Many different kinds of food could be found in nearly every corner of the archipelago in the 1990s. Rice is a national staple, even in areas such as eastern Indonesia, where the main source of starch is corn (known as maize in Indonesia), cassava, taro, or sago.
Indonesian food is usually hot and spicy. Some dishes are accompanied by a red chili paste called sambal. A spicy peanut sauce is used as a dressing for salads, satay (skewered strips of grilled meat) or gado gado (cold vegetable salad). Other common foods are tahu (soybean cake) and tempe (fermented soybeans wrapped in a banana leaf). Also, a wide range of fruit is found in Indonesia, including durian, star fruit, salak, rambutan, mango, and papaya.
In cities and towns, Indonesians sometimes get a quick meal from a ‘kaki lima’ vendor or at a warung. The ‘kaki lima’ is a pedestrian walkway where vendors sell food from carts to passersby. They often cook meals for customers upon request. A warung is an open-air eatery with a bench for seating. Many are found in the night markets of Indonesia’s cities. Padang restaurants serve very large meals, consisting of 10 to 25 highly spiced dishes.
On ceremonial occasions–modern weddings, funerals, or state functions – foods such as sate (small pieces of meat roasted on a skewer), krupuk (fried shrimp – or fish-flavored chips made with rice flour), and highly spiced curries of chicken and goat are commonly served. Rice is usually placed in the center of the plate, with meats or other condiments around the edges.
In Jakarta, most international cuisines are available alongside various kinds of Indonesian food hailing from the many provinces. Many eating outlets can be found in malls and shopping centers, and one can find full meals ranging from $3 to $30. More pricey restaurants are found in international hotels, posh office buildings and certain exclusive areas. For other outdoor options, you may visit Kemang Food Fest, Night Food Modern Market in BSD just outside Jakarta (Pasar Modern BSD), and Snack Center Sarinah (Pusat Jajanan Sarinah). Groceries can be found in hypermarket and supermarket chains such as Carrefour, or open markets for fresh produce. There are many 24 convenience stores all around Jakarta as well.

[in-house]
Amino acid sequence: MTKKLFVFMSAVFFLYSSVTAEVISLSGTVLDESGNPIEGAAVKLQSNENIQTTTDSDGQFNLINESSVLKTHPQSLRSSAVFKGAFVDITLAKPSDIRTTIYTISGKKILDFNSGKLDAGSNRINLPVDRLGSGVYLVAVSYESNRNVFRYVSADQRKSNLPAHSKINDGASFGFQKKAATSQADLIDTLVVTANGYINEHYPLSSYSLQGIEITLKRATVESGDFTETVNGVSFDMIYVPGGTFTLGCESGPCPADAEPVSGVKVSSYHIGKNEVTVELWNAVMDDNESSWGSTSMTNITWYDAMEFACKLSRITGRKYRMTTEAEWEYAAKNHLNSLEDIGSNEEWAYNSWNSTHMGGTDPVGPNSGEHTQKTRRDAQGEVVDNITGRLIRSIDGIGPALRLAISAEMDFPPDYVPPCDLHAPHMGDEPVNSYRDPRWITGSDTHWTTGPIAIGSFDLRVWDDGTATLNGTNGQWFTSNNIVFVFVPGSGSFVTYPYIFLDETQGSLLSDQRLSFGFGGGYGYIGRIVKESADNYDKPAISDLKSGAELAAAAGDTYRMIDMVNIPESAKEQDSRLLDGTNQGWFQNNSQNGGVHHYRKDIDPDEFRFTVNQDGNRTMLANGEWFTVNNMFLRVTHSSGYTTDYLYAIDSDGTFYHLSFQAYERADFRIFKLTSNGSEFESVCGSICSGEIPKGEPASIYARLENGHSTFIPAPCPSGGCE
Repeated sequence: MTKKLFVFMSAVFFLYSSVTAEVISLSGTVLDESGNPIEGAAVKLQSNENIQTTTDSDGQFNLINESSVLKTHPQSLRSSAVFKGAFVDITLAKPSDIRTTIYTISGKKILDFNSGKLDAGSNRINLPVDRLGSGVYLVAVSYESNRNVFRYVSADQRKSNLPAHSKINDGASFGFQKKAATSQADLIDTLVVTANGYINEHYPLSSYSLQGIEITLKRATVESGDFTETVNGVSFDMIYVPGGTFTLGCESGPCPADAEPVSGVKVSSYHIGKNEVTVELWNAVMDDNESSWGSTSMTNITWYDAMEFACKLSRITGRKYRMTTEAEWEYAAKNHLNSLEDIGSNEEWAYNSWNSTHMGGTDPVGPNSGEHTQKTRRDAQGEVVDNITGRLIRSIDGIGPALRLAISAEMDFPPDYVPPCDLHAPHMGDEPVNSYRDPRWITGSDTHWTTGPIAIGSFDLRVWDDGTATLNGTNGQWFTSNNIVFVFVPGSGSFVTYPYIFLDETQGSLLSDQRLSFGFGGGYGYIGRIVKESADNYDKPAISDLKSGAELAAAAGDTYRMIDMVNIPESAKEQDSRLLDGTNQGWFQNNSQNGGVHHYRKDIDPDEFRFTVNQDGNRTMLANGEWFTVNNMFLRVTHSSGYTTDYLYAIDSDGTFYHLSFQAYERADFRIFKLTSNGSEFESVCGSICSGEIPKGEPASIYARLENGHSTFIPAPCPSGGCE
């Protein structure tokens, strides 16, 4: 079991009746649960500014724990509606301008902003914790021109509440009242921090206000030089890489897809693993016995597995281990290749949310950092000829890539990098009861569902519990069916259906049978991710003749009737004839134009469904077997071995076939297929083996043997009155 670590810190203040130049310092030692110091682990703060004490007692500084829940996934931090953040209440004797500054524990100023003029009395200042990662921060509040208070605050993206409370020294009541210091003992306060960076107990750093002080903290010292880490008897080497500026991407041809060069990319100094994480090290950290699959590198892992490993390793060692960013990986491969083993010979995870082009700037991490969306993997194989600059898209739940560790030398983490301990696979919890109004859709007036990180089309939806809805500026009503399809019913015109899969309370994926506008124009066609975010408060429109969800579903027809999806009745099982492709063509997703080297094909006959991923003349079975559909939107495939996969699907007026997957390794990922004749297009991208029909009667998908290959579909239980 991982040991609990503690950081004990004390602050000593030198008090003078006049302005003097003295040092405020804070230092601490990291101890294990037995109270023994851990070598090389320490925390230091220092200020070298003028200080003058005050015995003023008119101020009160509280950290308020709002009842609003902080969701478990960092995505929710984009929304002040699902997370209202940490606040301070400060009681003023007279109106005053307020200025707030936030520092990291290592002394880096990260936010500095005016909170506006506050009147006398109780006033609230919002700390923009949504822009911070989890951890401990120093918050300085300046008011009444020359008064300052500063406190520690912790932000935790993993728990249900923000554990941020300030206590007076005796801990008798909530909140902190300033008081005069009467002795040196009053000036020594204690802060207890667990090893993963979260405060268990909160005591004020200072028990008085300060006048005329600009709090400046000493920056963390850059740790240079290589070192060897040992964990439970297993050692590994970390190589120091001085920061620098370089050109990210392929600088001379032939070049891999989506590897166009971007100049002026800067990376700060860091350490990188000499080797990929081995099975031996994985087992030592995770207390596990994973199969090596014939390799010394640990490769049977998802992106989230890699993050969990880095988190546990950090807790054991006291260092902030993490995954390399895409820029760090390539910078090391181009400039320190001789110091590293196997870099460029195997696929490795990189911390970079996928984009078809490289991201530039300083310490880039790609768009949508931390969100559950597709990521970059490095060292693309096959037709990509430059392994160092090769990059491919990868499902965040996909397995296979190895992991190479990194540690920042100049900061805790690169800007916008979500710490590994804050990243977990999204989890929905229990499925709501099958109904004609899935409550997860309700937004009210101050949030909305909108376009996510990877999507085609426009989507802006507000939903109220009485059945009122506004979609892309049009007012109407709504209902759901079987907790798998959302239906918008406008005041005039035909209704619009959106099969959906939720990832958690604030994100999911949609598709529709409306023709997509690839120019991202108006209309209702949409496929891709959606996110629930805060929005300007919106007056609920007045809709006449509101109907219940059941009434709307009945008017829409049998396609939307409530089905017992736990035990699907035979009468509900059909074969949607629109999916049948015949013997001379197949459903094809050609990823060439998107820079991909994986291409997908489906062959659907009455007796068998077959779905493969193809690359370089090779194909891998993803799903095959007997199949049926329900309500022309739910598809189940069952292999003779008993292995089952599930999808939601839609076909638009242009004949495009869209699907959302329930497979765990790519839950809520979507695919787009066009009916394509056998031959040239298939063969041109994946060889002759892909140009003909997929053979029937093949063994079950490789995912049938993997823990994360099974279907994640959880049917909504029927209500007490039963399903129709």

Teh Botol is one of Indonesia’s famous bottled drinks which is produced by Sosro. It is a sweetened jasmine tea which taste best if served cold. Sosro sells its bottled tea worldwide. Moreover, the tea is packaged in Tetra Pak and plastic bottle packaging.
Es Kelapa Muda
Es kelapa muda is known as iced coconut drink. It is a cooling and thirst quenching beverage made of iced coconut water. It is a drink enjoyed by many countries across the globe. Most Indonesians drink coconut water straight from the fruit.
Kopi Luwak is a type of coffee that is made out of half-digested coffee cherries which is defecated by the Asian palm civet. It is a special coffee that is unique in terms of the way it is produced. Luwak coffee is one of the most expensive coffee in the world. A kilogram of Luwak coffee may cost about US$ 700.
Jahe is Indonesian for ginger. Wedang Jahe is a drink made out of brewing shredded ginger in boiling sugar water. It is served in restaurants, spa and beauty saloons. This soothing hot drink can aid in the relaxation rituals done at spas. The spicy aroma of the drink can calm and soothe your nerves.
Avocados are grown in the highlands of Indonesia. Alpukat is the name of Indonesian avocado juice. It has the consistency of a milkshake. Alpukat is served with drizzled chocolate sauce and sweetened condensed milk. Another way of enjoying the drink is by mixing it with black coffee powder.
Photographs: Wikipedia, Wikimedia Commons, Pixabay
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